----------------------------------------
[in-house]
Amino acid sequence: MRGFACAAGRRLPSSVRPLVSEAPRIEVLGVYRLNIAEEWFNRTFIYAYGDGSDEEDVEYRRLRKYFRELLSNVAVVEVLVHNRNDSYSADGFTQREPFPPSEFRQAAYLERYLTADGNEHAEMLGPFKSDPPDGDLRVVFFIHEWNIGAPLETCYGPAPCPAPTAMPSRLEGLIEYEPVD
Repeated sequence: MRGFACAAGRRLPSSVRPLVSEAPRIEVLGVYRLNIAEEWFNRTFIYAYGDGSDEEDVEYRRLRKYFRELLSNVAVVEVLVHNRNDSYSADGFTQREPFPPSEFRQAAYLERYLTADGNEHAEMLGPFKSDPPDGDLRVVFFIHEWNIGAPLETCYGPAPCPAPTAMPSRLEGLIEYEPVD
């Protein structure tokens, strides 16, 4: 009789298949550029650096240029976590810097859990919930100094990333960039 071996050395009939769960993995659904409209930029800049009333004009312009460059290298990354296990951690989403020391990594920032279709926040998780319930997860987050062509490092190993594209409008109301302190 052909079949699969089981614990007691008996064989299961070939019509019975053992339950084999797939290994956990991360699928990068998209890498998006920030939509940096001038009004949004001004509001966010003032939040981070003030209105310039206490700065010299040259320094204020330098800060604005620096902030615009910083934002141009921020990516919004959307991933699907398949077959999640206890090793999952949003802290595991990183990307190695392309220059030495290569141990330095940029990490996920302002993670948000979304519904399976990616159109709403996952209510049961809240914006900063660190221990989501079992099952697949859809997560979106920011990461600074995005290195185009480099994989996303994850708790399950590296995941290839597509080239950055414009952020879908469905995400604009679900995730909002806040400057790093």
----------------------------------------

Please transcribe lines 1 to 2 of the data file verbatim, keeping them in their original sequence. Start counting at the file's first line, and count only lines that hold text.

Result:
[in-house]
Amino acid sequence: MRGFACAAGRRLPSSVRPLVSEAPRIEVLGVYRLNIAEEWFNRTFIYAYGDGSDEEDVEYRRLRKYFRELLSNVAVVEVLVHNRNDSYSADGFTQREPFPPSEFRQAAYLERYLTADGNEHAEMLGPFKSDPPDGDLRVVFFIHEWNIGAPLETCYGPAPCPAPTAMPSRLEGLIEYEPVD